Today in Middle Eastern history: the Suez Crisis begins (1956)

Before we dig into the 1956 dust up that bears its name, the first thing I guess we should talk about is why the Suez Canal was so important. Though to be honest, that almost goes without saying. I mean, in a world where sailing direct from Europe to the Indian Ocean had previously required either going around Africa or, I don’t know, hauling your ships overland through Egypt, a canal that cuts through part of Egypt and connects the Mediterranean and Red Seas was obviously a very big deal. Such a big deal, in fact, that the European engineers who finally conceived and carried out the project in the 1860s were nowhere near the first people to make the attempt. Ancient Egyptians had a canal that ran from the Nile River east to the Red Sea and either the Romans or the Arabs built something similar that we know was in operation by the 8th century. Geographical and engineering challenges eventually shut these canals down, but the dream never died.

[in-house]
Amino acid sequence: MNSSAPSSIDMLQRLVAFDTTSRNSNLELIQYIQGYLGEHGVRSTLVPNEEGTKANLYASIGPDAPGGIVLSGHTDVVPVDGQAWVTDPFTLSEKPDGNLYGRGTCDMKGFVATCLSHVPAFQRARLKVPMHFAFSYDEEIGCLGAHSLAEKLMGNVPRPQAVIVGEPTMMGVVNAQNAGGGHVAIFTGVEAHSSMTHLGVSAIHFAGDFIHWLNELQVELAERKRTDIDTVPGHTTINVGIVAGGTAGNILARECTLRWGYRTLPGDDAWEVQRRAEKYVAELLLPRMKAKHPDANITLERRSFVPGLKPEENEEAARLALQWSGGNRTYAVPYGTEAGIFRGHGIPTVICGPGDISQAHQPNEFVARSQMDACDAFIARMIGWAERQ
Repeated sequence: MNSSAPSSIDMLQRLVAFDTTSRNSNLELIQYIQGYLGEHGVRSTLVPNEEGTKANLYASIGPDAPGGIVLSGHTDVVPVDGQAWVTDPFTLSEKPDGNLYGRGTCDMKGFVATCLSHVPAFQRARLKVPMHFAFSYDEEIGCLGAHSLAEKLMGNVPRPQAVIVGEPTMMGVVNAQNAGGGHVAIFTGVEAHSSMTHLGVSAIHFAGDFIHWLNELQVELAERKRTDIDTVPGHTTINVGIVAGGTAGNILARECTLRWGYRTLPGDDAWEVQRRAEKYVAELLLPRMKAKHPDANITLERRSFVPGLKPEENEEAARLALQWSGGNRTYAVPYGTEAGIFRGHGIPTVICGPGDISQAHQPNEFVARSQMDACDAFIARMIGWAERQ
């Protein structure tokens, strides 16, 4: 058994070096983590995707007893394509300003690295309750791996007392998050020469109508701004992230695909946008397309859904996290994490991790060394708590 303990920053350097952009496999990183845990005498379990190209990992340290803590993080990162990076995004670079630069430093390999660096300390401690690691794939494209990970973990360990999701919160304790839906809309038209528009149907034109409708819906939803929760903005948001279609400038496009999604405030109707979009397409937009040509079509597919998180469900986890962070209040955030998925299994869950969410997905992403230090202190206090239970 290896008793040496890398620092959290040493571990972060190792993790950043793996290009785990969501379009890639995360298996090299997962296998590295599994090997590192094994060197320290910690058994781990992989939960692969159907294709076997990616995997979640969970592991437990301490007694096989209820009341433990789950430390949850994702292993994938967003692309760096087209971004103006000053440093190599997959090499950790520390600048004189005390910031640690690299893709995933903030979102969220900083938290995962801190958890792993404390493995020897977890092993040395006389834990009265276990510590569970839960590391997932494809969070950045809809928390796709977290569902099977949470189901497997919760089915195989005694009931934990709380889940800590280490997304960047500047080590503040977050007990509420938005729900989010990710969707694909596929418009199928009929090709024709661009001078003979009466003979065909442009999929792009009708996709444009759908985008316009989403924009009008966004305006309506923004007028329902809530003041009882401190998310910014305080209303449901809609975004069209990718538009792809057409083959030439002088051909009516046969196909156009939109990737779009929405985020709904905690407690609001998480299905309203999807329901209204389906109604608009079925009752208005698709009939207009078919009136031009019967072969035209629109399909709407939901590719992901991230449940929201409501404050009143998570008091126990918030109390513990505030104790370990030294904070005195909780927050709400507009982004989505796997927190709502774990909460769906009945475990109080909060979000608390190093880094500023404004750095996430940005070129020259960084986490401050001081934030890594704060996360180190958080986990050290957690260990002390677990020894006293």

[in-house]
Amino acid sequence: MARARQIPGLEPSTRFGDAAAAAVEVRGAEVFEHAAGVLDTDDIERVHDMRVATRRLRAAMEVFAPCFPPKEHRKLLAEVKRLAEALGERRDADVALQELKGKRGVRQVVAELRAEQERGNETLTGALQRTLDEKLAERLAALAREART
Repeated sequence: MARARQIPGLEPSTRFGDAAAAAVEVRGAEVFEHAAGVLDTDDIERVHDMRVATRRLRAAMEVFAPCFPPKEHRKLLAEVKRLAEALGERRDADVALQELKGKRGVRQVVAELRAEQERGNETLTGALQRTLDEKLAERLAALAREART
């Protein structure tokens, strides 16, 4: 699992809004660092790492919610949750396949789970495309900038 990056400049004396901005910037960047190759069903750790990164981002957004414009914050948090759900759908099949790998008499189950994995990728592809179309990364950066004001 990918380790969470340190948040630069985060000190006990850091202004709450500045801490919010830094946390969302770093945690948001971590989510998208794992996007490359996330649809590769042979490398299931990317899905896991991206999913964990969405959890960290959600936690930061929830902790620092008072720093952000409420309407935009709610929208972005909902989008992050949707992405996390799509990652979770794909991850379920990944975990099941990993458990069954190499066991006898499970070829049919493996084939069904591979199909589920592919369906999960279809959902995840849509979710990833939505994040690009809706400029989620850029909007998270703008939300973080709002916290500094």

This is just a placeholder. If you’d like to read the rest please check out my new home, Foreign Exchanges!

Leave a Reply

Fill in your details below or click an icon to log in:

WordPress.com Logo

You are commenting using your WordPress.com account. Log Out /  Change )

Google photo

You are commenting using your Google account. Log Out /  Change )

Twitter picture

You are commenting using your Twitter account. Log Out /  Change )

Facebook photo

You are commenting using your Facebook account. Log Out /  Change )

Connecting to %s

This site uses Akismet to reduce spam. Learn how your comment data is processed.